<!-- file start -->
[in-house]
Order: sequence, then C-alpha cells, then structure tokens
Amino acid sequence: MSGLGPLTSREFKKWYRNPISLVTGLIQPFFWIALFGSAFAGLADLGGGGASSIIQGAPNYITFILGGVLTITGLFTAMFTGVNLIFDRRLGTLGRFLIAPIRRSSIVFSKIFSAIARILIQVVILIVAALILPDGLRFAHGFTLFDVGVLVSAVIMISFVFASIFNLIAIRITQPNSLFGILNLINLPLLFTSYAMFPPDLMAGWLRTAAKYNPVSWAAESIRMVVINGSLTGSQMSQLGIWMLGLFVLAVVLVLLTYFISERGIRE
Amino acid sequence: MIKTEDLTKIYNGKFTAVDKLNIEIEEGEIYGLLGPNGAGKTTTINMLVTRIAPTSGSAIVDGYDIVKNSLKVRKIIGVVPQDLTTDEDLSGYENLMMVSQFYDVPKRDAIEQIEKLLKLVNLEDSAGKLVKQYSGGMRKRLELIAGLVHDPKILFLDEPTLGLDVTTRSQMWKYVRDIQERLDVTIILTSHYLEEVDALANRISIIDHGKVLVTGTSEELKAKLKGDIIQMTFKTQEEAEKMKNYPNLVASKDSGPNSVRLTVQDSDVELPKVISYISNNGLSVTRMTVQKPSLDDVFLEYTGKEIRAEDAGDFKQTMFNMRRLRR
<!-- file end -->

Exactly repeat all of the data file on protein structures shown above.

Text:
[in-house]
Order: sequence, then C-alpha cells, then structure tokens
Amino acid sequence: MSGLGPLTSREFKKWYRNPISLVTGLIQPFFWIALFGSAFAGLADLGGGGASSIIQGAPNYITFILGGVLTITGLFTAMFTGVNLIFDRRLGTLGRFLIAPIRRSSIVFSKIFSAIARILIQVVILIVAALILPDGLRFAHGFTLFDVGVLVSAVIMISFVFASIFNLIAIRITQPNSLFGILNLINLPLLFTSYAMFPPDLMAGWLRTAAKYNPVSWAAESIRMVVINGSLTGSQMSQLGIWMLGLFVLAVVLVLLTYFISERGIRE
Amino acid sequence: MIKTEDLTKIYNGKFTAVDKLNIEIEEGEIYGLLGPNGAGKTTTINMLVTRIAPTSGSAIVDGYDIVKNSLKVRKIIGVVPQDLTTDEDLSGYENLMMVSQFYDVPKRDAIEQIEKLLKLVNLEDSAGKLVKQYSGGMRKRLELIAGLVHDPKILFLDEPTLGLDVTTRSQMWKYVRDIQERLDVTIILTSHYLEEVDALANRISIIDHGKVLVTGTSEELKAKLKGDIIQMTFKTQEEAEKMKNYPNLVASKDSGPNSVRLTVQDSDVELPKVISYISNNGLSVTRMTVQKPSLDDVFLEYTGKEIRAEDAGDFKQTMFNMRRLRR